• This needs the -f argument to unset doesn't it? Otherwise if both a variable and function named the same as a builtin are defined then unset will pick the variable to unset first. Also this fails if any of the obscuring functions is set readonly doesn't it? (Though that's detectable and can be made a fatal error.) Also this misses the [ builtin it seems. – Etan Reisner Dec 3 '15 at 18:57
  • So no, looks like readonly isn't a problem... once this uses \unset -f at least. – Etan Reisner Dec 3 '15 at 19:13
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    I don't think \unset -f unset makes sense, given it will be done in the read loop. If unset is a function your \unset would normally resolve to it instead of the builtin, but you can use \unset safely so long as POSIX mode is in effect. Explicitly calling \unset -f on [, ., and : might be a good idea though, as your regex excludes them. I would also add -f to the \unset in the loop, and would \unset POSIXLY_CORRECT after the loop, instead of before. \unalias -a (after \unset -f unalias) also allows one to safely forego the escape on subsequent commands. – Adrian Günter Apr 26 '17 at 4:20
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    @AdrianGünter Try: [[ ${POSIXLY_CORRECT?non-POSIX mode shell is untrusted}x ]], this will cause a non-interactive script to exit with the error indicated if the variable is unset, or continue if it is set (empty, or any value). – mr.spuratic Jul 26 '18 at 9:31
6

I realize if someone controls your environment you're probably screwed anyway

Yes, that. If you run a script in an unknown environment, all manner of things can go wrong, starting with LD_PRELOAD causing the shell process to execute arbitrary code before it even reads your script. Attempting to protect against a hostile environment from inside the script is futile.

Sudo has been sanitizing the environment by removing anything that looks like a bash function definition for over a decade. Since Shellshock, other environments that run shell script in a not-fully-trusted environment have followed suit.

You cannot safely run a script in an environment that has been set by an untrusted entity. So worrying about function definitions is not productive. Sanitize your environment, and in doing so variables that bash would interpret as function definitions.

  • 1
    I disagree with this entirely. Security is not a binary proposition centered around "sanitized" or "unsanitized". It's about removing opportunities for exploitation. And unfortunately, the complexity of modern systems means there are many exploitation opportunities that need to be locked down properly. Many exploitation opportunities center around innocuous-seeming upstream attacks, such as changing the PATH variable, redefining built-in functions, etc. Offer a single person or program the opportunity to do either, and your entire system is vulnerable. – Dejay Clayton Jun 18 '15 at 15:07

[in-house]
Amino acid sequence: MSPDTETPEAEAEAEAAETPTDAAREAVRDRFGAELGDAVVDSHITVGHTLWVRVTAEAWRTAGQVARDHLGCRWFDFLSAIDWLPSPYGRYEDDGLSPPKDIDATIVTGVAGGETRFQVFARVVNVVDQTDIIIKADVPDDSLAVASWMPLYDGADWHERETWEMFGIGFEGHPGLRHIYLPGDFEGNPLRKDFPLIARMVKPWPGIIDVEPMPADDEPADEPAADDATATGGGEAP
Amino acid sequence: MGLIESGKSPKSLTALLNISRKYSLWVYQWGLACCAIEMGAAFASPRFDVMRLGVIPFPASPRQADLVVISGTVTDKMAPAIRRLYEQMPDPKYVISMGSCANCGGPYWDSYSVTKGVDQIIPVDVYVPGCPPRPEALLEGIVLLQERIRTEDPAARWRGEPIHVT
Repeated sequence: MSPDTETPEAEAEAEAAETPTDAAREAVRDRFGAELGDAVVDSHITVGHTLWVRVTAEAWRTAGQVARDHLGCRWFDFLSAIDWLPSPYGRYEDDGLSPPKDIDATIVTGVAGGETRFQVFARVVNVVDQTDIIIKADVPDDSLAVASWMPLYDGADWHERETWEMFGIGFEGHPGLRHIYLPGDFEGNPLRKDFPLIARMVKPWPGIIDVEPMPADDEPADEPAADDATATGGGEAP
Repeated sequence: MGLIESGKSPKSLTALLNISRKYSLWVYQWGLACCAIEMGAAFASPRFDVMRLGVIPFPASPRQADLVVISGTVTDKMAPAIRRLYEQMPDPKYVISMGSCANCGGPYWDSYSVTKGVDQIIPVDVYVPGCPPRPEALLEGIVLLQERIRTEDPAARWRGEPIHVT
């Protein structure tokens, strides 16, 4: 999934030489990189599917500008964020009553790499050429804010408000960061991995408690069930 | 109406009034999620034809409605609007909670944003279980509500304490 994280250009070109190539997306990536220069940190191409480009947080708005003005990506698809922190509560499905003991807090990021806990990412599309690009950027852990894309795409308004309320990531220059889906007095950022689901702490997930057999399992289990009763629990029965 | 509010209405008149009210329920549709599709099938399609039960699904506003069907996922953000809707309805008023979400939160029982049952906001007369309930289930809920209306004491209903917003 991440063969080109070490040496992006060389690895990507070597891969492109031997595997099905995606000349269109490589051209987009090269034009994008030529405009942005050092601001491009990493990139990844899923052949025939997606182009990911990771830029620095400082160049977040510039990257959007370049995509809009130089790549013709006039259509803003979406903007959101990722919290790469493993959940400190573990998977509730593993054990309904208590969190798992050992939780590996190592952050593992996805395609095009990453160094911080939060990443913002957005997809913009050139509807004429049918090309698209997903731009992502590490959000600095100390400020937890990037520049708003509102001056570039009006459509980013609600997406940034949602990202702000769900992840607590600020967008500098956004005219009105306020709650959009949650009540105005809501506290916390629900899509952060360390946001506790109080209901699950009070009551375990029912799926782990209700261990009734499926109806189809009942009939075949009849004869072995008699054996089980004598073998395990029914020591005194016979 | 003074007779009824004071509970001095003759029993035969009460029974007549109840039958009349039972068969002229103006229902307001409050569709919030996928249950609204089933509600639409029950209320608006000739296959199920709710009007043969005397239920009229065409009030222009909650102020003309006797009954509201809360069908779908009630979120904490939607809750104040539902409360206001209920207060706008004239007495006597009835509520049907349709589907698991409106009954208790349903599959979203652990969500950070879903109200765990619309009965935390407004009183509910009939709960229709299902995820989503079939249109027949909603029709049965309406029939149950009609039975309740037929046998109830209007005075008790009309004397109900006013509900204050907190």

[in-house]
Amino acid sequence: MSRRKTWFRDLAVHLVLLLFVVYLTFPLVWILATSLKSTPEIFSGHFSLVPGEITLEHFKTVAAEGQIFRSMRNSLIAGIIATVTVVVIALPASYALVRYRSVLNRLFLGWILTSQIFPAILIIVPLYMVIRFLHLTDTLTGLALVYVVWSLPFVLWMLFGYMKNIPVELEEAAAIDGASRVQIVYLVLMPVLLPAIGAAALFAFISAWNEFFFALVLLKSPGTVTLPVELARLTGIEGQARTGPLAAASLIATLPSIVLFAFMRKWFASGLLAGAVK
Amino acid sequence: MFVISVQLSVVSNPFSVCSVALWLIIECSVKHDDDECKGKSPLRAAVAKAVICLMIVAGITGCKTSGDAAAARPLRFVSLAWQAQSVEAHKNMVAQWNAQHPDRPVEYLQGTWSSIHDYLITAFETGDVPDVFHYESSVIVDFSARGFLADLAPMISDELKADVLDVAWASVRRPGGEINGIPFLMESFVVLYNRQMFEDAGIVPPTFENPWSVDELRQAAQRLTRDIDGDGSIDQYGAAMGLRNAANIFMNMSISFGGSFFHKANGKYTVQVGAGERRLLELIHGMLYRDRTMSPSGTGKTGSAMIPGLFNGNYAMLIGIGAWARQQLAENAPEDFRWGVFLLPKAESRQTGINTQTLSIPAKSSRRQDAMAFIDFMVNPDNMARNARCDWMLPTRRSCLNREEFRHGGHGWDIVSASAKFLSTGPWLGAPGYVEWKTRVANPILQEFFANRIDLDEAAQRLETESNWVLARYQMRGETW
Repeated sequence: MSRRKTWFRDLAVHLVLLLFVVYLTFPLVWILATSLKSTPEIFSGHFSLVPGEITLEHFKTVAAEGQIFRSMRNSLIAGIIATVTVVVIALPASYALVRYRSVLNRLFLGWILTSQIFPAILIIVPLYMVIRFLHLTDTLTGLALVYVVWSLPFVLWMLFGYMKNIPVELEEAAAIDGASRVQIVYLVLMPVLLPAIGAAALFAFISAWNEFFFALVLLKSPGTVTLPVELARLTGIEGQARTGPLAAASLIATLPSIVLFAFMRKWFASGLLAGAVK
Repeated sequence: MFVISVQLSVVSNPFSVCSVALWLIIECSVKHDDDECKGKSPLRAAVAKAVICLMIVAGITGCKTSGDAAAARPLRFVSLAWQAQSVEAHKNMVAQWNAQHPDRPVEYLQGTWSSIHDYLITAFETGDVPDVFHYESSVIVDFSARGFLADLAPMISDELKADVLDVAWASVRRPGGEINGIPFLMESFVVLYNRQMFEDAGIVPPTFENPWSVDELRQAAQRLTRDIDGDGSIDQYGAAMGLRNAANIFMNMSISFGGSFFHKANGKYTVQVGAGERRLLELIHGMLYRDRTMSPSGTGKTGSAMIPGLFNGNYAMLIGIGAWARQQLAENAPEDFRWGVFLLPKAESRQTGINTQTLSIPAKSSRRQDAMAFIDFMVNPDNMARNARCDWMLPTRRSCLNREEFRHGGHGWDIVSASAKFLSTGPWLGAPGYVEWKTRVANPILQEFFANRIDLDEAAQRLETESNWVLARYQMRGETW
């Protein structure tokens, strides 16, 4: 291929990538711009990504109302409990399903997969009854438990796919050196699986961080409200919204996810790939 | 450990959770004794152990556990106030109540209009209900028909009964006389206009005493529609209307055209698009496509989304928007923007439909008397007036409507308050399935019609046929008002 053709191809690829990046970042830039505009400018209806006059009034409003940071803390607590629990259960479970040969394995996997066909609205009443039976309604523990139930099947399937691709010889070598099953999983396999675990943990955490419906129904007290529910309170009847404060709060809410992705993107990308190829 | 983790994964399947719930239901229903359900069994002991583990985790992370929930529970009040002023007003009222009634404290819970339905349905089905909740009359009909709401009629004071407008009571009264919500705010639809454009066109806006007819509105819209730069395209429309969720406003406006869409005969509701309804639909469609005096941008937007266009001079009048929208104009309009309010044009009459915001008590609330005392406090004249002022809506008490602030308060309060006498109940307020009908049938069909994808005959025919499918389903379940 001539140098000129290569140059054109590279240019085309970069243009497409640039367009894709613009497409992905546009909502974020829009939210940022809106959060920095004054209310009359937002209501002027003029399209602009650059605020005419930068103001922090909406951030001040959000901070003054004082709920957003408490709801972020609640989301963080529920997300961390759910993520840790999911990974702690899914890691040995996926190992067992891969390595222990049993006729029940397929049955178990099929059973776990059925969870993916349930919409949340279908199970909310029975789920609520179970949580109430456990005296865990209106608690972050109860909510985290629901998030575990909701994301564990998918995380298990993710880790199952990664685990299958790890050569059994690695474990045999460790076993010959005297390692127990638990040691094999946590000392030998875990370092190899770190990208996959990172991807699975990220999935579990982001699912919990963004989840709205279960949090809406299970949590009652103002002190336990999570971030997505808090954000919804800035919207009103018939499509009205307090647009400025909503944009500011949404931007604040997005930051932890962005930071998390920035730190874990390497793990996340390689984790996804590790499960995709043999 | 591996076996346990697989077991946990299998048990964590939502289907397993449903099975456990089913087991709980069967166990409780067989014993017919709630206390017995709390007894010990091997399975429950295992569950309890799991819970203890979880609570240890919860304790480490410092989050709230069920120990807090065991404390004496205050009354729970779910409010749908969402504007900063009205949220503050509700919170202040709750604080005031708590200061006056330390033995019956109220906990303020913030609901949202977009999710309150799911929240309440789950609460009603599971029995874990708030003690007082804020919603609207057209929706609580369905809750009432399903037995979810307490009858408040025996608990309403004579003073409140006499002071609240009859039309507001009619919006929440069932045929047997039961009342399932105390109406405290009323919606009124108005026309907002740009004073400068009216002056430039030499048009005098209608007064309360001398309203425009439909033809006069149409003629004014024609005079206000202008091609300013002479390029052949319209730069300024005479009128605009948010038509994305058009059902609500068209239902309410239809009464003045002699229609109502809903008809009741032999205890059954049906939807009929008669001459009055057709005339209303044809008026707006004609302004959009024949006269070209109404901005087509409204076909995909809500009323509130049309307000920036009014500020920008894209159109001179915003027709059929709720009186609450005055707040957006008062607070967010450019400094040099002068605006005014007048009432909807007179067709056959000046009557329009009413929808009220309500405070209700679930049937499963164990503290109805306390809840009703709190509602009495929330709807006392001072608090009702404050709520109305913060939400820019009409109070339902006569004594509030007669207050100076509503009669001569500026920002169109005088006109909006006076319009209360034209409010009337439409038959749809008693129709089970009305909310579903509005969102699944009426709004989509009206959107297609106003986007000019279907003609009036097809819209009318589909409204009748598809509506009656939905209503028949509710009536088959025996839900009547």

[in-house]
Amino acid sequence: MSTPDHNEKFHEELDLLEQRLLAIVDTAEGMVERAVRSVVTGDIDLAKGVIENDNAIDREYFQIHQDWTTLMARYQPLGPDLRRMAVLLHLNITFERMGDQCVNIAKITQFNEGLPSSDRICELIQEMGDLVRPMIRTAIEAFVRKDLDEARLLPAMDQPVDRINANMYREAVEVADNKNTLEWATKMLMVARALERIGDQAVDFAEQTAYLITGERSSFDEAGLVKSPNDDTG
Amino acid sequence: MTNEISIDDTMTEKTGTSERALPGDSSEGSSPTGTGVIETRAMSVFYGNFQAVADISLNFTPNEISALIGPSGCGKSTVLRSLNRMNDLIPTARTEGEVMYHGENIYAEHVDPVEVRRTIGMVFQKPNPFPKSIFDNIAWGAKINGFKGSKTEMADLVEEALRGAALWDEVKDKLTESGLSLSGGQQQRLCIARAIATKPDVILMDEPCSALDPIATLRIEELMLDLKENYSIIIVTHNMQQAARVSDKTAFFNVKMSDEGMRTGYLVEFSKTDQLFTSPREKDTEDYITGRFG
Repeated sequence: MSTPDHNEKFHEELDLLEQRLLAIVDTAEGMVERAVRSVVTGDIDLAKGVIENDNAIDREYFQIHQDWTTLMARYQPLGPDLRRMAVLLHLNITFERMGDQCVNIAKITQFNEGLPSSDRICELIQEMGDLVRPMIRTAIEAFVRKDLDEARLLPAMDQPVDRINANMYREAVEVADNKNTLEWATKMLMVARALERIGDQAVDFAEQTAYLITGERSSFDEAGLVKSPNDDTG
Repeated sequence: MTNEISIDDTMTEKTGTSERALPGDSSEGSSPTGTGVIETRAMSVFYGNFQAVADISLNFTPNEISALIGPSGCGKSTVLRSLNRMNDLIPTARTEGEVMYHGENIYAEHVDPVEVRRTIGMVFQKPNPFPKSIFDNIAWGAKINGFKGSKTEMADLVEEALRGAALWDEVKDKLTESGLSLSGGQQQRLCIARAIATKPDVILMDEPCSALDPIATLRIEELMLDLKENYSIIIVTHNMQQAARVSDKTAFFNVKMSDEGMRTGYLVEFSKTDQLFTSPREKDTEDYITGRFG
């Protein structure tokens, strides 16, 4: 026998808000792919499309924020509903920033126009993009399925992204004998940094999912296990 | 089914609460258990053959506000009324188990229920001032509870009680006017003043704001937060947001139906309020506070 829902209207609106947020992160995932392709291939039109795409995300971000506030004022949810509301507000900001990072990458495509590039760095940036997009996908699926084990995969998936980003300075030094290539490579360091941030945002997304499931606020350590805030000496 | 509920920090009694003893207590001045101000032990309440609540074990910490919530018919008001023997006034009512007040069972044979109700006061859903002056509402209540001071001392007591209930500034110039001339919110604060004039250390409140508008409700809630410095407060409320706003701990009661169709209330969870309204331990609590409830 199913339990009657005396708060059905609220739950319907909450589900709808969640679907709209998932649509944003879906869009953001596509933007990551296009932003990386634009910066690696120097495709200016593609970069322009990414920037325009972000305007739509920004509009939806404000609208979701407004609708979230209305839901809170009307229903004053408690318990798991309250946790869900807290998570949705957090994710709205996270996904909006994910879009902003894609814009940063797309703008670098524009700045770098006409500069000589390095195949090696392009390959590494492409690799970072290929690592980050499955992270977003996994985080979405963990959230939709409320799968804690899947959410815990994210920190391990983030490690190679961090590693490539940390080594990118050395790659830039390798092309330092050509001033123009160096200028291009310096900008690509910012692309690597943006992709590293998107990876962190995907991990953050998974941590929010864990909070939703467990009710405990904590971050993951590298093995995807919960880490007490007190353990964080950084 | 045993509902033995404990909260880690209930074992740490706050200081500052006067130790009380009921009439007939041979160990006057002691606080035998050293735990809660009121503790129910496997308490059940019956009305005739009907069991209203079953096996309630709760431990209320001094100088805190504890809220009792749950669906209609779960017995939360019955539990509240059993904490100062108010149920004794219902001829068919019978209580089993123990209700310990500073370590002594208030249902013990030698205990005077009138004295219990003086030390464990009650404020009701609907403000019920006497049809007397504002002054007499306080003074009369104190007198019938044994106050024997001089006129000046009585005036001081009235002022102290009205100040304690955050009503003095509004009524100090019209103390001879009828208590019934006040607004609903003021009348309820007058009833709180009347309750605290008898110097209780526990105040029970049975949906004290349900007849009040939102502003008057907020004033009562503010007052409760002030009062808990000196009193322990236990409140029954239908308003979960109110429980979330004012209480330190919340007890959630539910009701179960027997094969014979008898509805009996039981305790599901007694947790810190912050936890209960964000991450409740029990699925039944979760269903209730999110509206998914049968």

• @DejayClayton I fully agree with your comment, except for the first sentence, because I don't see how it contradicts my answer in any way. Removing an exploitation opportunity helps, but not removing only half of it where a trivial tweak in the attack allows it to keep working. – Gilles Jun 18 '15 at 15:31
  • My point is that you can't just "sanitize your environment" and then stop worrying about various attack vectors. Sometimes it pays to "protect against a hostile environment from inside the script." Even if you solve the "function definition" problem, you still have to worry about things such as having a PATH where someone could put a custom script named "cat" or "ls" into a directory, and then any script that invokes "cat" or "ls" instead of "/bin/cat" and "/bin/ls" is effectively executing an exploit. – Dejay Clayton Jun 18 '15 at 21:40
  • @DejayClayton Obviously sanitizing the environment doesn't help with attack vectors that are unrelated to the environment. (For example a script that calls /bin/cat in a chroot could be calling anything.) Sanitizing the environment does give you a sane PATH (assuming you're doing it right of course). I'm still not seeing your point. – Gilles Jun 18 '15 at 21:42
  • Considering that PATH is one of the biggest opportunities for exploits, and that many questionable PATH practices are documented as recommended advice even in security blogs, and also considering that sometimes installed applications reorder PATH to ensure that such apps work, I can't see how defensive coding within a script would be a bad idea. What you consider a sane PATH may in fact be vulnerable to exploits you haven't encountered. – Dejay Clayton Jun 18 '15 at 21:54
1

You could use unset -f to remove the functions builtin, command and type.

  • 2
    sorry, unset() { true; } takes care of that. – falstro Mar 5 '15 at 12:00
  • 1
    Damn! And listing defined functions also relies on a builtin. I give up! – odc Mar 5 '15 at 12:13